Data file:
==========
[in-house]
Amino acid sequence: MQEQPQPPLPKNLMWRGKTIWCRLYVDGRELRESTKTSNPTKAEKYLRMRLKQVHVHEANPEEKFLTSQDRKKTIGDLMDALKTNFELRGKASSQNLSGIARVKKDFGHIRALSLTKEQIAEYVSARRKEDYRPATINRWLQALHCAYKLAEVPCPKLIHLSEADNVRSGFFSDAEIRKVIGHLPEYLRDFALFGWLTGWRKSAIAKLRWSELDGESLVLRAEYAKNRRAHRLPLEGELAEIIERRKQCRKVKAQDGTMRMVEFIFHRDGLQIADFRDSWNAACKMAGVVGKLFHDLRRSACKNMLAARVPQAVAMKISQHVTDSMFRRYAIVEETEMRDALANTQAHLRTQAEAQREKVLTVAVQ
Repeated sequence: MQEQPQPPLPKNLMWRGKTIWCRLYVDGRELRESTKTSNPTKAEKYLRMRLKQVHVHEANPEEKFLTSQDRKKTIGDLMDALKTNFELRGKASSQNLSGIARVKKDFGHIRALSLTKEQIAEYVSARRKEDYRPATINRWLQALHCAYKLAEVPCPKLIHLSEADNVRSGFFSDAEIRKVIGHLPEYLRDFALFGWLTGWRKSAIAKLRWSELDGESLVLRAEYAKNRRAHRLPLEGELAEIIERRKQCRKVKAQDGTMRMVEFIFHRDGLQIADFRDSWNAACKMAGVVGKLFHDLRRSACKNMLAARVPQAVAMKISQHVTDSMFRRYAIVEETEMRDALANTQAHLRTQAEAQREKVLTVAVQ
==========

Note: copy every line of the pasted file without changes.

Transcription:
[in-house]
Amino acid sequence: MQEQPQPPLPKNLMWRGKTIWCRLYVDGRELRESTKTSNPTKAEKYLRMRLKQVHVHEANPEEKFLTSQDRKKTIGDLMDALKTNFELRGKASSQNLSGIARVKKDFGHIRALSLTKEQIAEYVSARRKEDYRPATINRWLQALHCAYKLAEVPCPKLIHLSEADNVRSGFFSDAEIRKVIGHLPEYLRDFALFGWLTGWRKSAIAKLRWSELDGESLVLRAEYAKNRRAHRLPLEGELAEIIERRKQCRKVKAQDGTMRMVEFIFHRDGLQIADFRDSWNAACKMAGVVGKLFHDLRRSACKNMLAARVPQAVAMKISQHVTDSMFRRYAIVEETEMRDALANTQAHLRTQAEAQREKVLTVAVQ
Repeated sequence: MQEQPQPPLPKNLMWRGKTIWCRLYVDGRELRESTKTSNPTKAEKYLRMRLKQVHVHEANPEEKFLTSQDRKKTIGDLMDALKTNFELRGKASSQNLSGIARVKKDFGHIRALSLTKEQIAEYVSARRKEDYRPATINRWLQALHCAYKLAEVPCPKLIHLSEADNVRSGFFSDAEIRKVIGHLPEYLRDFALFGWLTGWRKSAIAKLRWSELDGESLVLRAEYAKNRRAHRLPLEGELAEIIERRKQCRKVKAQDGTMRMVEFIFHRDGLQIADFRDSWNAACKMAGVVGKLFHDLRRSACKNMLAARVPQAVAMKISQHVTDSMFRRYAIVEETEMRDALANTQAHLRTQAEAQREKVLTVAVQ